Ras Kheer Recipe | Rice Pudding Made with Sugar Cane Juice

Like all Punjabi festivals Lohri is linked to certain foods; gur, moongfali, rewrian, and ras kheer (jaggery, peanuts, sesame seed candy, and sugar cane rice pudding). It’s pretty much impossible to celebrate Lohri without indulging in some of these seasonal treats.

ras kheer recipe

Gur, moongfali, and rewrian are pretty easy to come by at your local Indian grocer, but gane ka ras is another story all together. While many retailers have started to carry full sugar canes, the juice is harder to source. While the idea of ripping back a piece of sugar cane with my teeth and taking bites directly from the stalk has some nostalgia (back home people bite off pieces of the stalk, chew it until the sweetness runs out, and then spit it out), I don’t really want to break a tooth today. I also don’t think a household juicer could tackle a sugar cane (although, if I could somehow get the skin off the stalk, my ninja could probably get the juice out). So my mom, mami, and I set out on a mission this morning; find fresh ras.)

We ended up venturing over the bridge to Vancouver, which is pretty shocking because usually all things desi are found in Surrey. There is a little shop on Fraser Street called Super Spice House where they were extracting the juice fresh. Apparently they also had two types of sugar cane (white & red), and the white version is not quite as sweet and better for drinking, whereas, the red version is extremely sweet and perfect for ras kheer.

ras kheer recipe

So the deal with ras kheer is this; you cook it today and you eat it tomorrow. Why you ask? Today is Lohri, the last day of the year according to the Nanakshahi calendar (which most Punjabis and Sikhs follow for festivals and holidays), and tomorrow is Maghi – the first day of the year and we have an expression; ‘Poh riddhi Maag khadi’. This expression basically means – cook something in Poh (the last month of the year) and eat it in Magh (the first month of the year).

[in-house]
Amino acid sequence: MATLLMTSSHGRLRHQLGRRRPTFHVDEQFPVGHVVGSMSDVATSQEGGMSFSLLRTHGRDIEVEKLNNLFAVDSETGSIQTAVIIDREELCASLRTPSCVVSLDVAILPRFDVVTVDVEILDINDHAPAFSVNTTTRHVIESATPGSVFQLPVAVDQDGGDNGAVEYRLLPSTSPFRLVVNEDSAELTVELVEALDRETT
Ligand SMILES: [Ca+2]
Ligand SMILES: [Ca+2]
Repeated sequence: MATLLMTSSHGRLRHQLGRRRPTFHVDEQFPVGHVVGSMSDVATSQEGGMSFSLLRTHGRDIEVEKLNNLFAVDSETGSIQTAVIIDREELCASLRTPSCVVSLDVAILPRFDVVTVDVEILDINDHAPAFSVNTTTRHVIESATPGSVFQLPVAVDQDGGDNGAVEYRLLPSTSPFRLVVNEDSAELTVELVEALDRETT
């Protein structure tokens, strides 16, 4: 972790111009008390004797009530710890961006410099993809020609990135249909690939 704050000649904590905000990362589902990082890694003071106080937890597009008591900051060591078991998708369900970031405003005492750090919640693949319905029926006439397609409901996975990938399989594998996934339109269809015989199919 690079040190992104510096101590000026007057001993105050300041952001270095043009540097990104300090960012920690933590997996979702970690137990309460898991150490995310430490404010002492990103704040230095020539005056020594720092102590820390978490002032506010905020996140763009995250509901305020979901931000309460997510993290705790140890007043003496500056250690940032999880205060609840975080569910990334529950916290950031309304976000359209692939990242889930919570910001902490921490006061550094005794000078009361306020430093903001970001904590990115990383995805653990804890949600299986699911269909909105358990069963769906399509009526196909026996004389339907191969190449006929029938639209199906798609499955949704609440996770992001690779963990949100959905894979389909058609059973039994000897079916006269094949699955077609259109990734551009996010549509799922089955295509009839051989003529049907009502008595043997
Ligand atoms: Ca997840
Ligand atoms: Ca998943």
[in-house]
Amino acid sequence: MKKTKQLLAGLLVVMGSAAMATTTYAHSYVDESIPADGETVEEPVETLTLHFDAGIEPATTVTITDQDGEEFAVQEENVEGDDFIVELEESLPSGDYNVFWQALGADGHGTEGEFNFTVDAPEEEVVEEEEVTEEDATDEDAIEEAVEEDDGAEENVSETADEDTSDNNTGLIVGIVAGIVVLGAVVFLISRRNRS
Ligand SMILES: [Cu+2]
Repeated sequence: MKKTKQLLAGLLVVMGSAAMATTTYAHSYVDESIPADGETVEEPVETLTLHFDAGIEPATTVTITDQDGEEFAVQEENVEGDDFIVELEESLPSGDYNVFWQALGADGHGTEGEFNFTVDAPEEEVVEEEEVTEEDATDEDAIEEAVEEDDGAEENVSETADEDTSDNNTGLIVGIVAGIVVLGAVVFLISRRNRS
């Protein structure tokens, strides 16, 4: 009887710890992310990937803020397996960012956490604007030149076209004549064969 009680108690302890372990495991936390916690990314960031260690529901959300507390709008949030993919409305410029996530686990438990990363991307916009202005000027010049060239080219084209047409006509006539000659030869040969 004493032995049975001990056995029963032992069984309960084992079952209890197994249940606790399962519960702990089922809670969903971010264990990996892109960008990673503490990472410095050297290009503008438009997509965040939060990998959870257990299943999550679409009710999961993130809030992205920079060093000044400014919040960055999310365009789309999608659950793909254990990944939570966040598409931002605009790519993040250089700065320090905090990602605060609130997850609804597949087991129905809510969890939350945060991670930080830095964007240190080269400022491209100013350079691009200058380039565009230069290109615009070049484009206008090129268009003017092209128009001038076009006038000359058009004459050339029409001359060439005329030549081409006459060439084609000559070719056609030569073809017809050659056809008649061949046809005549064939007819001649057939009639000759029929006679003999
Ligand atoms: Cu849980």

The recipe I’m going to share for ras kheer came from my mamiji (aunt). I’ve never made it before so I watched her and tried my best to make notes as she went. Half the fun of transcribing a family recipe is trying to keep up and measure things before my aunt drops them in the pot! 

If you are going to make this recipe, remember; sugar cane is only in season from October – January!

ras kheer

 Ras Kheer Recipe

12 Cups of Gane ka Ras (Sugarcane Juice)

2 Cups of basmati rice
1 teaspoon baking soda
4-5 cardammom pods crushed

Start by heating the ras. You don’t want it to boil, but it should be nice and warm. Once you’ve warmed the ras, add a teaspoon of baking soda and mix well. The baking soda will cause all the jhag (foam) in the ras to rise to the top and then you can skim it off.

ras kheer recipe

Once you’ve skimmed all the foam add your rice to the pot. {I usually always soak rice before cooking but my aunt just dropped it right in after a quick rinse}. Add a few crushed cardamom to the mixture. 

Then, drop the temperature down to medium and let everything simmer together for 45 – 60 min. You want the rice to be nice and soft but not mushy, and the ras should reduce by about 75 percent. 


Ras kheer is very sweet and best served in small portions. I hope you are able to track down some sugar cane juice and try this Punjabi Lohri recipe too!


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